Why would an employee come home and post on Facebook that she hates her job and boss (with a fair amount of specificity)? Is it the same reason that someone feels comfortable sending sexually charged messages and photos on Twitter to strangers? What about calling-in sick to work while posting pictures of the beach on Facebook? Or, what makes a person post defamatory comments “anonymously” in a chat room? Why do some people feel comfortable saying things in an e-mail that they would never say face-to-face? Lawyers are often charged with either helping to avoid or fixing problems caused by these—and other—scenarios. As with many legal issues, it may come down to understanding basic human psychologies that lead to seemingly aberrant behavior.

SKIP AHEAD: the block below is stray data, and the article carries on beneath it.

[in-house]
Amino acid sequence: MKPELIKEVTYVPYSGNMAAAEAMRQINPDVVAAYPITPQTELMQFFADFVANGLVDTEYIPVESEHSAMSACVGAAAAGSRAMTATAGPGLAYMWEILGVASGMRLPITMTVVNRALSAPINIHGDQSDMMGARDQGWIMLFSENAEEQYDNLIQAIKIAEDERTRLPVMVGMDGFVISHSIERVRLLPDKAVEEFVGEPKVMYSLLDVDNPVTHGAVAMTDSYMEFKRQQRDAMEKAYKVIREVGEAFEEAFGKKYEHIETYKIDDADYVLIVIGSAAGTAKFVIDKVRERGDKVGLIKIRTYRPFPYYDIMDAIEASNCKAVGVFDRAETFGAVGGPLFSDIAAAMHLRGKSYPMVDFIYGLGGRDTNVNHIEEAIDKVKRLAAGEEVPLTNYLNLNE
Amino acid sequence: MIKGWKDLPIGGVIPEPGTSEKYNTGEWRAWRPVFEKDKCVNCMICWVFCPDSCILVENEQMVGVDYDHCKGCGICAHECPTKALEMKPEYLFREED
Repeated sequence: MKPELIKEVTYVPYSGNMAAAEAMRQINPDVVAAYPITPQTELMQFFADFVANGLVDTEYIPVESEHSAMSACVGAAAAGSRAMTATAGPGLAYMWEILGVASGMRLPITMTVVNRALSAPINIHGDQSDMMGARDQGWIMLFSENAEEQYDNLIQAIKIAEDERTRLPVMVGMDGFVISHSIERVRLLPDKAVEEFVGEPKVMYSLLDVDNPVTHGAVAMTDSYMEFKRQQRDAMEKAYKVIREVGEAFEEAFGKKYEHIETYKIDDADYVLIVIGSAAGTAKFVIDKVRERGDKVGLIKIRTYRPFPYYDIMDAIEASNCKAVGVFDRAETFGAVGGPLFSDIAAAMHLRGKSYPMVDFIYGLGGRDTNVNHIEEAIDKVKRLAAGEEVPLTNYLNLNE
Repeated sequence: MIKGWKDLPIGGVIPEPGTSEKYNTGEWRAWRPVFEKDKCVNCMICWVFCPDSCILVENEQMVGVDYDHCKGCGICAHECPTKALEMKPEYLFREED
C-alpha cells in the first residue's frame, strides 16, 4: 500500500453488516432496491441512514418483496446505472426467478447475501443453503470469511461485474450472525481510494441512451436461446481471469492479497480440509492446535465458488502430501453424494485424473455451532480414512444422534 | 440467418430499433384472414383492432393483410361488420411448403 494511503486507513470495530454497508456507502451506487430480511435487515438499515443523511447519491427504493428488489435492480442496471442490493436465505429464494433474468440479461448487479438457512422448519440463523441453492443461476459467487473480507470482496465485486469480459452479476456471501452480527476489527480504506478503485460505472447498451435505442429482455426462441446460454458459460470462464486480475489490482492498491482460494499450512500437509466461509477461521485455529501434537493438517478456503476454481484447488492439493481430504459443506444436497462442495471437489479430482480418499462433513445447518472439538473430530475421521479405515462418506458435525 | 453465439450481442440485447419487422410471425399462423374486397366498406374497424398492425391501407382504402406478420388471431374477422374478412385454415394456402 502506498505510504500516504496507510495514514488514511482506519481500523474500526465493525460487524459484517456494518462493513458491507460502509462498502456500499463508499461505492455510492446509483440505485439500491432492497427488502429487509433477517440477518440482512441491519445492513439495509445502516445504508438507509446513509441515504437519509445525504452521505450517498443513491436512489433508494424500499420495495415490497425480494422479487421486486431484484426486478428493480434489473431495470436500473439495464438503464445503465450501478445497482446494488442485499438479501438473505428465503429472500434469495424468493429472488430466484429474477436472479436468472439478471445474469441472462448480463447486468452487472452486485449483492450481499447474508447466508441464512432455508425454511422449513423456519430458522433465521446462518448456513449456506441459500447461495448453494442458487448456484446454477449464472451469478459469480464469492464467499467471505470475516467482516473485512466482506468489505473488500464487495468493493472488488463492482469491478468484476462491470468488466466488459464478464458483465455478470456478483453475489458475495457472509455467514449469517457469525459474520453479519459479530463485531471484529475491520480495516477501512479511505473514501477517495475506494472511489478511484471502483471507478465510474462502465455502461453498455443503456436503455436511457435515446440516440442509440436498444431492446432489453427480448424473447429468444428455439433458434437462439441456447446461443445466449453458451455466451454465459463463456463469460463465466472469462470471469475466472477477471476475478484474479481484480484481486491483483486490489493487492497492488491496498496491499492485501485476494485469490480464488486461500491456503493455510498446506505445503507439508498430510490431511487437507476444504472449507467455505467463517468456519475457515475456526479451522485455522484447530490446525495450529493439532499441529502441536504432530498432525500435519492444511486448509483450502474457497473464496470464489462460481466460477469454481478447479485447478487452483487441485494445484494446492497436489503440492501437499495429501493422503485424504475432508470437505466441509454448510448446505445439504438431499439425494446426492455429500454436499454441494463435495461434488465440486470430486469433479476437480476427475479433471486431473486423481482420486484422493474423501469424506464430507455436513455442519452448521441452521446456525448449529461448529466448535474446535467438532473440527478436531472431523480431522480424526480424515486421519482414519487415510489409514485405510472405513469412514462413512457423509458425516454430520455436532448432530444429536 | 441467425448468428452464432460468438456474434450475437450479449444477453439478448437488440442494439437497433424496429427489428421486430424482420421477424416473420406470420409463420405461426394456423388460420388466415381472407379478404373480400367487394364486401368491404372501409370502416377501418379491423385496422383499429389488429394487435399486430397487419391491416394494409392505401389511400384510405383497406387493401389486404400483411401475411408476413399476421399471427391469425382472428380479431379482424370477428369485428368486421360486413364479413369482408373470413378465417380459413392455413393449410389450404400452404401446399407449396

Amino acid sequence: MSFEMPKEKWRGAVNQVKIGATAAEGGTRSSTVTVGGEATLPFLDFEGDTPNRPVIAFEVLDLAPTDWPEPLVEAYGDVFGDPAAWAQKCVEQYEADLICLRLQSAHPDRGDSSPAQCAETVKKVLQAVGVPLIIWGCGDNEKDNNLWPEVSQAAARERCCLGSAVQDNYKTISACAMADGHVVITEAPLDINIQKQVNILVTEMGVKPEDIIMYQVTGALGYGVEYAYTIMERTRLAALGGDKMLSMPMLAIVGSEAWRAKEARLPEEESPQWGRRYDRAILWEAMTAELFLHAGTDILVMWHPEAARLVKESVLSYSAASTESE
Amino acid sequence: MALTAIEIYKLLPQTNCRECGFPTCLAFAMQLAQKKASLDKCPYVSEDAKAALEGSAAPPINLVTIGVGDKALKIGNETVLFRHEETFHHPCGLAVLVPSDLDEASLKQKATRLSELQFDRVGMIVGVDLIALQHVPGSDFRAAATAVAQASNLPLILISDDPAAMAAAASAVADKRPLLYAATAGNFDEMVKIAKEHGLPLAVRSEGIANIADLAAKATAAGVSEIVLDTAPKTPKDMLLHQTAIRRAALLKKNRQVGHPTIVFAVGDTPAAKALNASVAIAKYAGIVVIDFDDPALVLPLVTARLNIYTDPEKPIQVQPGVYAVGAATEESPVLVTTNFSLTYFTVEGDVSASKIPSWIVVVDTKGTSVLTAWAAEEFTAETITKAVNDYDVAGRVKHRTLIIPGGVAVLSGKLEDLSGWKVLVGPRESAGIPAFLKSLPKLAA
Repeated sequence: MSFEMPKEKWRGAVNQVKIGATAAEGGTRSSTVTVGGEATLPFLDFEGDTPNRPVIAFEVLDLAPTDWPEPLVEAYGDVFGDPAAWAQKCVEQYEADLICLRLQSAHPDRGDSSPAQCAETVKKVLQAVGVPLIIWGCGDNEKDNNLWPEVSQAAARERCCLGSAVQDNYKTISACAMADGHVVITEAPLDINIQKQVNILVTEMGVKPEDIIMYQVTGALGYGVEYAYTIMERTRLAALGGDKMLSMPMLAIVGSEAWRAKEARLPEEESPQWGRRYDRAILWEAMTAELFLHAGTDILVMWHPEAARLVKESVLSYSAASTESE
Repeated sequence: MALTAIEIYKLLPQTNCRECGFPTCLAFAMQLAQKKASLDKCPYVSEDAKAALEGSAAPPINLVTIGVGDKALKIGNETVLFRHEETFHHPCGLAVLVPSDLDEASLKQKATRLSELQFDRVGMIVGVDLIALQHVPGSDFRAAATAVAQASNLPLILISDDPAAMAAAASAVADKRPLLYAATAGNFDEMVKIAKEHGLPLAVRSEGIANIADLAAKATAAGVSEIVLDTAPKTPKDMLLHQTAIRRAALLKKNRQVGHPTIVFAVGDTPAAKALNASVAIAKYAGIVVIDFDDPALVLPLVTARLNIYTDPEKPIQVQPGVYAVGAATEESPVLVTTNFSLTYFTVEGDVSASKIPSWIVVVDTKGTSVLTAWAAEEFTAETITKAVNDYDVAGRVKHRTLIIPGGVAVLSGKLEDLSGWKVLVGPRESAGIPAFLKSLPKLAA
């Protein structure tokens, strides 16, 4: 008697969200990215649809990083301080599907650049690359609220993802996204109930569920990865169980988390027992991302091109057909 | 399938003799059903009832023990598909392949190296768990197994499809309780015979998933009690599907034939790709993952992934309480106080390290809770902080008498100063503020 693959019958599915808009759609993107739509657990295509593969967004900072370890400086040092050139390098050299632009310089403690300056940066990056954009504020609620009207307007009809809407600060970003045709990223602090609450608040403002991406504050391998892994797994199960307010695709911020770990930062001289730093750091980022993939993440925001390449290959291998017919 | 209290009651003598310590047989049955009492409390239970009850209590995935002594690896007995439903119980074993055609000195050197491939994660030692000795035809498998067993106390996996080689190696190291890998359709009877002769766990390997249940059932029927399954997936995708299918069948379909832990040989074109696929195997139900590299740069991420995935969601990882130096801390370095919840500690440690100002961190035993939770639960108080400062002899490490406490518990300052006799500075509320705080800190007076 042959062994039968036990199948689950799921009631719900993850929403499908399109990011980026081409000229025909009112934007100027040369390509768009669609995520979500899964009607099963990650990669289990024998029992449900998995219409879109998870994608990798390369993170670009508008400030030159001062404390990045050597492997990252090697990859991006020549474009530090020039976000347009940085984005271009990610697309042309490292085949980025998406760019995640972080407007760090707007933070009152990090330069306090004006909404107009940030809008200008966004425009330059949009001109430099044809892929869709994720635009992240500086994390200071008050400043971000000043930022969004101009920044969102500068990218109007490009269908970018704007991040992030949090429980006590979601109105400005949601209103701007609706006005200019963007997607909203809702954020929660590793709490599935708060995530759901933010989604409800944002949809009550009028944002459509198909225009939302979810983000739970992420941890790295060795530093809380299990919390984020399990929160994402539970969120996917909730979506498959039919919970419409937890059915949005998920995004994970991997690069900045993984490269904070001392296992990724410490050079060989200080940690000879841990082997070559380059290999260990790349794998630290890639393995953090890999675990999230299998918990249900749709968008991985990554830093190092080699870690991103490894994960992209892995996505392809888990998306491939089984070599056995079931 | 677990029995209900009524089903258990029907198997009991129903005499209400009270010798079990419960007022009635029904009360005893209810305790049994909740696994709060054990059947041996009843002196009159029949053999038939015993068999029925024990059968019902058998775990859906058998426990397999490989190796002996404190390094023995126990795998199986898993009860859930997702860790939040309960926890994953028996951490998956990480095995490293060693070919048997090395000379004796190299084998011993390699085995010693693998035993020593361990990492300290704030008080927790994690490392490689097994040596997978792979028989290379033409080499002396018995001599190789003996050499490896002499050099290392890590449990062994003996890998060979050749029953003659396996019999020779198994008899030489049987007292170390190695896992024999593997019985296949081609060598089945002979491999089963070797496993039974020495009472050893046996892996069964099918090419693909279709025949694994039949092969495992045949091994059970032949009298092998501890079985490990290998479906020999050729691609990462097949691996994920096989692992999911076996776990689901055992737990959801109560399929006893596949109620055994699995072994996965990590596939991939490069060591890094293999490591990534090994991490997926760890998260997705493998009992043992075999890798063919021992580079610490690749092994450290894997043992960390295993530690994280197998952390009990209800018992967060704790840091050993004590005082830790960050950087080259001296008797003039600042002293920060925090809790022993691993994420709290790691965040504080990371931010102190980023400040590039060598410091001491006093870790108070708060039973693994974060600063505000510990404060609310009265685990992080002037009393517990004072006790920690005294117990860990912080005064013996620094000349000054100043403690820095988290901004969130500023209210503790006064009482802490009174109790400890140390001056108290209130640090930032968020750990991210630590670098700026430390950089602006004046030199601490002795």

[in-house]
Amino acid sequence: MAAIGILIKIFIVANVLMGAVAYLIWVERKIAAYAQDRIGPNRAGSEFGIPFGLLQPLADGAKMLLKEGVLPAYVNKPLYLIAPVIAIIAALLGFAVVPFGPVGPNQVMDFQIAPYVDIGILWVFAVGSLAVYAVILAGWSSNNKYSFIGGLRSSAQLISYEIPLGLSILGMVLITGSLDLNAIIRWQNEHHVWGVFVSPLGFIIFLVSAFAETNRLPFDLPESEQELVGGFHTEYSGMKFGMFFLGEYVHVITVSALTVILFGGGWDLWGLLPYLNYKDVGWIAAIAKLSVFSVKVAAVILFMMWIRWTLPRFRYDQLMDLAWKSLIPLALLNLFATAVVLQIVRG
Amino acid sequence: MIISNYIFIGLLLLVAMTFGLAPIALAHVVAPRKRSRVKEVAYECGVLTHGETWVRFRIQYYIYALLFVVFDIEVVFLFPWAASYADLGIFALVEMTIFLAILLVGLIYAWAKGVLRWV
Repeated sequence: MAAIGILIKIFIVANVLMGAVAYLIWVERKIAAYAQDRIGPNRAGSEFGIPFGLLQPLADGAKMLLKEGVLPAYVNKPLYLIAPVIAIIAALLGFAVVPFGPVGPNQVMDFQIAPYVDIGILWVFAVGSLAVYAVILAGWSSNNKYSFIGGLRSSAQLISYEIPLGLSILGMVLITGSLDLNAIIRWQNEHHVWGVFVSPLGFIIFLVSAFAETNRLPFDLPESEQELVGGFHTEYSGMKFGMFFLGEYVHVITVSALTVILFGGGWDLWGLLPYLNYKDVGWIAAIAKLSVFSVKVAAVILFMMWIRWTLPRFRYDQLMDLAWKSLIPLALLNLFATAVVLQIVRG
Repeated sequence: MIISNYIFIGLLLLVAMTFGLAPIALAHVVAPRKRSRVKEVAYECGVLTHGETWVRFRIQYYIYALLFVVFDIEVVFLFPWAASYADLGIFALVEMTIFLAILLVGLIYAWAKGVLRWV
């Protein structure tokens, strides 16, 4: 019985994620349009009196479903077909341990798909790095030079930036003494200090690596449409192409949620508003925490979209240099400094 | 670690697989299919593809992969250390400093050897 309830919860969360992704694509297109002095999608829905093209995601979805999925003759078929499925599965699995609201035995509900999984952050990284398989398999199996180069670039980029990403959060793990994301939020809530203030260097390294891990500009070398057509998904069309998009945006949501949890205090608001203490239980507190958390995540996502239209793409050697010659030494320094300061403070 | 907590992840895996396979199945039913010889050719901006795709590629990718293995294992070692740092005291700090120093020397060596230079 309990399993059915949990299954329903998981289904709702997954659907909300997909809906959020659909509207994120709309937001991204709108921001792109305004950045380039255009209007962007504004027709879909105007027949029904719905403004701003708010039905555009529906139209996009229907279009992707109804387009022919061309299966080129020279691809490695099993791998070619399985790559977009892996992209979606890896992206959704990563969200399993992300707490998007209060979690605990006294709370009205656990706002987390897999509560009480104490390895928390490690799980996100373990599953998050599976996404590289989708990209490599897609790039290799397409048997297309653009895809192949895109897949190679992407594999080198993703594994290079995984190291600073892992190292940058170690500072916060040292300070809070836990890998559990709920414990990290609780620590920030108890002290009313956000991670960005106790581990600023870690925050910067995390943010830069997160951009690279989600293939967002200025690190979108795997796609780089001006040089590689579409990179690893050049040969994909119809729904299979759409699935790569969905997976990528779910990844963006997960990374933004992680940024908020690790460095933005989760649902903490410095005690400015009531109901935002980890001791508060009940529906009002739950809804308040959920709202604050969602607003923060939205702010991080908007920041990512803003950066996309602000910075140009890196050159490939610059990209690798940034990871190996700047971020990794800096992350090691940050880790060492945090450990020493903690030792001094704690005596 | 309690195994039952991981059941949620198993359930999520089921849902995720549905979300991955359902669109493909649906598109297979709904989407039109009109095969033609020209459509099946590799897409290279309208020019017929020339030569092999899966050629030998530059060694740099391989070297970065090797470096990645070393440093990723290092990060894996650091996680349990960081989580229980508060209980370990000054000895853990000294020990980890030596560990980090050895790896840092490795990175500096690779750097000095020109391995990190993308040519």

One explanation as to why some people do things using technology that they wouldn’t do in person could be the so-called “online disinhibition effect.” (To see an explanation in detail and the related six principles, as well as proper attributions, click here to read about it on Wikipedia.) One of the principles of the online disinhibition effect involves the feeling of anonymity. In some forums, such as chat rooms, a user does not have to divulge their identity and, in fact, often provide false credentials during a registration process. This can make a person feel protected and possibly more likely to say things that they would not normally say in person.